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The device, developed by researchers at the University of Cambridge, uses a combination of soft robotic fabrication techniques, ultra-thin electronics and microfluidics.
The device is so thin – about the width of a human hair – that it can be rolled up into a tiny cylinder, inserted into a needle, and implanted into the epidural space of the spinal column, the same area where injections are administered to control pain during childbirth.
Once correctly positioned, the device is inflated with water or air so that it unrolls like a tiny air mattress, covering a large section of the spinal cord. When connected to a pulse generator, the ultra-thin electrodes start sending small electrical currents to the spinal cord, which disrupt pain signals.
Early tests of the device suggest that it could be an effective treatment for many forms of severe pain – including leg and back pain – which are not remedied by painkillers. It could also be adapted into a potential treatment for paralysis or Parkinson’s disease. However, extensive tests and clinical trials will be required before the device can be used on patients.
Although other types of spinal cord stimulation devices are currently used to treat severe pain, the most effective of these devices are bulky and require invasive surgery, while current keyhole devices are far less effective at treating pain. By combining the clinical effectiveness of the surgical devices and the ease of implantation of the keyhole devices, the Cambridge-developed device could be an effective, long-term solution to intractable pain, which affects millions worldwide. The results are reported in the journal Science Advances.
Pain is something that everyone experiences, and for the vast majority of people, it is temporary and treatable. However, for some, pain becomes debilitating. In the UK, back pain is the leading cause of disability, costing the economy around £12 billion per year. In the US, the Centers for Disease Control and Prevention estimates that as many as one in 12 Americans suffer from intractable back pain, which does not respond to conventional treatments such as non-steroidal anti-inflammatory drugs (NSAIDs) or opioids.
Spinal cord stimulation (SCS) is an option for those who suffer from intractable back pain or other types of neuropathic pain, but despite its effectiveness, its use is limited, with just 50,000 procedures carried out worldwide each year.
“Spinal cord stimulation is a treatment of last resort, for those whose pain has become so severe that it prevents them from carrying out everyday activities,” said Dr Damiano Barone from Cambridge’s Department of Clinical Neurosciences, one of the paper’s senior authors. “However, the two main types of SCS devices both have flaws, which may be one reason their use is limited, even though millions struggle with chronic pain every day.”
The most effective SCS device in clinical use is a paddle-type device, which covers a wide area of the spinal cord but is bulky and requires invasive surgery under general anaesthetic. The other type of device can be implanted with a needle and only requires local anaesthetic, but it covers a smaller area and is less clinically effective than a paddle-type device.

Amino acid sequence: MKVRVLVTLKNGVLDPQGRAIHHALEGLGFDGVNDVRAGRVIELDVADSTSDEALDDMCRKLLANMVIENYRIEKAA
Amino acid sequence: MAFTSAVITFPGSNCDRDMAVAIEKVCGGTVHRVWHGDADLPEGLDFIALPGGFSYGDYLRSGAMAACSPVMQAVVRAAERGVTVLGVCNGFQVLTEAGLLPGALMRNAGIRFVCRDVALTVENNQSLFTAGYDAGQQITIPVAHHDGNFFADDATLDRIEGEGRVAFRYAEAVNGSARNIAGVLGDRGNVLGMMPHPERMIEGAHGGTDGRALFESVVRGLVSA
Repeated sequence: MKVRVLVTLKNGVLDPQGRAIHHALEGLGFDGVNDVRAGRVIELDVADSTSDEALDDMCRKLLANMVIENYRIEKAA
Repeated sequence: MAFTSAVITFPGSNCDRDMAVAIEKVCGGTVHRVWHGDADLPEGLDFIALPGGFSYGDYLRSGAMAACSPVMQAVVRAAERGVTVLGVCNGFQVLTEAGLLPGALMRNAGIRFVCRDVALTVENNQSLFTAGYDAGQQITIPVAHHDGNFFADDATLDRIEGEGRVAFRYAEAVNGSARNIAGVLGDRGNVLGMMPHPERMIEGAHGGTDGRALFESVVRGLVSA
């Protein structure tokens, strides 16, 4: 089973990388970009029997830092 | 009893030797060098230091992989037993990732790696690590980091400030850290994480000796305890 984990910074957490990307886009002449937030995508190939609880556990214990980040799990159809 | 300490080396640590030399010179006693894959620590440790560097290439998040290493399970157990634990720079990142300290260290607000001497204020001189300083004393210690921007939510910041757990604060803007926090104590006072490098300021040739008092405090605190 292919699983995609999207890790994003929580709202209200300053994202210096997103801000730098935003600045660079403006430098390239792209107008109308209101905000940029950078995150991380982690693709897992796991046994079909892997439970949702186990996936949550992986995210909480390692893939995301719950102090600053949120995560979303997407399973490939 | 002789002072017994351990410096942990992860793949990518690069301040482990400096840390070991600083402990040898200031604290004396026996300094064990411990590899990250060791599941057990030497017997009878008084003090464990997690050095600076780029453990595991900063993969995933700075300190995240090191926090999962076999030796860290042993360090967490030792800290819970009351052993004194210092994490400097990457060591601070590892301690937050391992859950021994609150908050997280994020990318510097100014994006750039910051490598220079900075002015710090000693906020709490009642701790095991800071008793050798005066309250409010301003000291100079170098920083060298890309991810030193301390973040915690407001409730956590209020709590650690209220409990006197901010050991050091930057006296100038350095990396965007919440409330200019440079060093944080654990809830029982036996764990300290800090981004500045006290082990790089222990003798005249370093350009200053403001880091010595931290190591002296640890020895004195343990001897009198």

“Our goal was to make something that’s the best of both worlds – a device that’s clinically effective but that doesn’t require complex and risky surgery,” said Dr Christopher Proctor from Cambridge’s Department of Engineering, the paper’s other senior author. “This could help bring this life-changing treatment option to many more people.”
“In order to end up with something that can be implanted with a needle, we needed to make the device as thin as possible,” said co-first author Ben Woodington, also from the Department of Engineering.
The researchers used a combination of manufacturing techniques to build their device: flexible electronics used in the semiconductor industry; tiny microfluidic channels used in drug delivery; and shape-changing materials used in soft robotics.
Their finished device is just 60 microns thick – thin enough that it can be rolled up and placed in a needle for implantation. However, after implantation, the device expands out to cover a wide area of the spinal cord, thanks to the microfluidic channels.
“Thin-film electronics aren’t new, but incorporating fluid chambers is what makes our device unique – this allows it to be inflated into a paddle-type shape once it is inside the patient,” said Dr Proctor.
“Our earlier versions were actually so thin that they were invisible to x-rays, which the surgeon would need to use to confirm they’re in the right place before inflating the device,” said Woodington. “We added some bismuth particles to make it visible without increasing the thickness too much. Designing a device is one thing, but putting it into surgical use is quite another.”
The researchers validated their device in vitro and on a human cadaver model. They are currently working with a manufacturing partner to further develop and scale up their device and are hoping to begin tests in patients within two to three years.
“The way we make the device means that we can also incorporate additional components – we could add more electrodes or make it bigger in order to cover larger areas of the spine with increased accuracy,” said Dr Barone. “This adaptability could make our SCS device a potential treatment for paralysis following spinal cord injury or stroke or movement disorders such as Parkinson’s disease. An effective device that doesn’t require invasive surgery could bring relief to so many people.”
“This technology has the potential to transform clinical treatment, significantly improve pain management for so many people, and reach patients who cannot be treated with existing devices,” said Dr Rachel Atfield, Commercialisation Manager at Cambridge Enterprise, the University’s commercialisation company, which has patented the device.